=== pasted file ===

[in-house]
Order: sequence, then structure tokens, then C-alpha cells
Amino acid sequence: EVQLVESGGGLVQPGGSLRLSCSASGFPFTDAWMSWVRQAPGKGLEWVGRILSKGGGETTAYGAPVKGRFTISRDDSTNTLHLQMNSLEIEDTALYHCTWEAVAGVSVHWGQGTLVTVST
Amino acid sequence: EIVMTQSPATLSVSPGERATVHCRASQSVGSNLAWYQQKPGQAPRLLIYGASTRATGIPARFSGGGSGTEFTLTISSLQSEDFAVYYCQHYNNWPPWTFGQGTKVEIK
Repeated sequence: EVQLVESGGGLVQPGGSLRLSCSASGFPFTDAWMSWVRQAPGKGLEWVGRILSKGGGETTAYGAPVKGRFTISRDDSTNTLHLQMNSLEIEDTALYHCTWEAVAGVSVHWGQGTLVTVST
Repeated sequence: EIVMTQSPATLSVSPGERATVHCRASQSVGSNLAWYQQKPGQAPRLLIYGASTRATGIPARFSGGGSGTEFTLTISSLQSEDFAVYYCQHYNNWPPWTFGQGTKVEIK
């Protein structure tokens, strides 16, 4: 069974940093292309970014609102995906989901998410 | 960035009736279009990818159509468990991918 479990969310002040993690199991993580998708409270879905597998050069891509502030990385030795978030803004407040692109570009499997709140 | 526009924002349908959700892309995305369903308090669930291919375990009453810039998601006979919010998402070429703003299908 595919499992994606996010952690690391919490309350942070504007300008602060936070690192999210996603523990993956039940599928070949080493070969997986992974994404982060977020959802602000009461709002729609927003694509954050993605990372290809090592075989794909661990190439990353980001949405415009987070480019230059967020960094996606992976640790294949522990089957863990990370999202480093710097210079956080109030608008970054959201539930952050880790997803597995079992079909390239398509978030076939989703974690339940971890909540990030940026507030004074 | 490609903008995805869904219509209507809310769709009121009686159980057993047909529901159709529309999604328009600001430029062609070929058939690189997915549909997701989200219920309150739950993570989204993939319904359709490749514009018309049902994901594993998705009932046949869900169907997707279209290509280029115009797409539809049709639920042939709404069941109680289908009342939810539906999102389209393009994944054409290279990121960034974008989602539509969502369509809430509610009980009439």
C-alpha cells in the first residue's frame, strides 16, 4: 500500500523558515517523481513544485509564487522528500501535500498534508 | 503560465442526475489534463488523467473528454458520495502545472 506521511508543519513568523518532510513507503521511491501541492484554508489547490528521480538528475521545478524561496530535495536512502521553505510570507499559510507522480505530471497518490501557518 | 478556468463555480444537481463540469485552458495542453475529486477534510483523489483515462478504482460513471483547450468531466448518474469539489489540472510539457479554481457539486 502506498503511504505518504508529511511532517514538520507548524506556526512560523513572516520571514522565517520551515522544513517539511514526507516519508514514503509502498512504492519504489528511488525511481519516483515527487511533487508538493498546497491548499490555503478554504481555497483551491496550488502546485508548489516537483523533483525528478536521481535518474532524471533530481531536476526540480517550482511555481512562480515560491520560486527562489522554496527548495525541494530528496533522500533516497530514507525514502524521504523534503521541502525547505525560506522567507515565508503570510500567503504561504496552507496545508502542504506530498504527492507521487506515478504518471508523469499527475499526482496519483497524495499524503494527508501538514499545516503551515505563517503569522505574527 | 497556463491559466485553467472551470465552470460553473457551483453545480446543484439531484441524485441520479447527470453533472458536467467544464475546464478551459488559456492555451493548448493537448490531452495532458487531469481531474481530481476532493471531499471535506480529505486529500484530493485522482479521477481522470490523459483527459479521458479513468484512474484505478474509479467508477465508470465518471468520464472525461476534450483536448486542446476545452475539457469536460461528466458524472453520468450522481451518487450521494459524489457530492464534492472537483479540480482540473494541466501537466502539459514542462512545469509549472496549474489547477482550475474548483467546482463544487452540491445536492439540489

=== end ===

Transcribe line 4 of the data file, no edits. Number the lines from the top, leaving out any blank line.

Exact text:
Amino acid sequence: EIVMTQSPATLSVSPGERATVHCRASQSVGSNLAWYQQKPGQAPRLLIYGASTRATGIPARFSGGGSGTEFTLTISSLQSEDFAVYYCQHYNNWPPWTFGQGTKVEIK